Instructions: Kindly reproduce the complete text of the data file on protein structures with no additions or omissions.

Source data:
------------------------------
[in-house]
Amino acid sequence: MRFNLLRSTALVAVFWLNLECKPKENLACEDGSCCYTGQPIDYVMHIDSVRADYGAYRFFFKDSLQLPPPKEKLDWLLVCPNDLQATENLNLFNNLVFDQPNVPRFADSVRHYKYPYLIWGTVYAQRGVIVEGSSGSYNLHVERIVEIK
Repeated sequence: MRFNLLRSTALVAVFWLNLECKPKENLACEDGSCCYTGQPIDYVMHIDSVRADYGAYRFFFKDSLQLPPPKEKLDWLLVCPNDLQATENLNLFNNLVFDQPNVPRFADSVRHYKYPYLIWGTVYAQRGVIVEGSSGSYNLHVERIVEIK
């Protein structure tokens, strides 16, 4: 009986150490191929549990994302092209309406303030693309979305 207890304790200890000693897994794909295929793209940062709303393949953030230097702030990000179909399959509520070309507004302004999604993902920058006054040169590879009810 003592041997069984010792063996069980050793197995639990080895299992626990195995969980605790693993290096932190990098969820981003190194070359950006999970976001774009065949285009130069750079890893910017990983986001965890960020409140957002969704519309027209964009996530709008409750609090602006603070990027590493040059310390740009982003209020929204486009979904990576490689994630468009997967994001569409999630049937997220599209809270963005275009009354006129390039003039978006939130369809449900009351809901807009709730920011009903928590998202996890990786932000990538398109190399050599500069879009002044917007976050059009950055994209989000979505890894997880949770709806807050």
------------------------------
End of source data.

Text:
[in-house]
Amino acid sequence: MRFNLLRSTALVAVFWLNLECKPKENLACEDGSCCYTGQPIDYVMHIDSVRADYGAYRFFFKDSLQLPPPKEKLDWLLVCPNDLQATENLNLFNNLVFDQPNVPRFADSVRHYKYPYLIWGTVYAQRGVIVEGSSGSYNLHVERIVEIK
Repeated sequence: MRFNLLRSTALVAVFWLNLECKPKENLACEDGSCCYTGQPIDYVMHIDSVRADYGAYRFFFKDSLQLPPPKEKLDWLLVCPNDLQATENLNLFNNLVFDQPNVPRFADSVRHYKYPYLIWGTVYAQRGVIVEGSSGSYNLHVERIVEIK
């Protein structure tokens, strides 16, 4: 009986150490191929549990994302092209309406303030693309979305 207890304790200890000693897994794909295929793209940062709303393949953030230097702030990000179909399959509520070309507004302004999604993902920058006054040169590879009810 003592041997069984010792063996069980050793197995639990080895299992626990195995969980605790693993290096932190990098969820981003190194070359950006999970976001774009065949285009130069750079890893910017990983986001965890960020409140957002969704519309027209964009996530709008409750609090602006603070990027590493040059310390740009982003209020929204486009979904990576490689994630468009997967994001569409999630049937997220599209809270963005275009009354006129390039003039978006939130369809449900009351809901807009709730920011009903928590998202996890990786932000990538398109190399050599500069879009002044917007976050059009950055994209989000979505890894997880949770709806807050």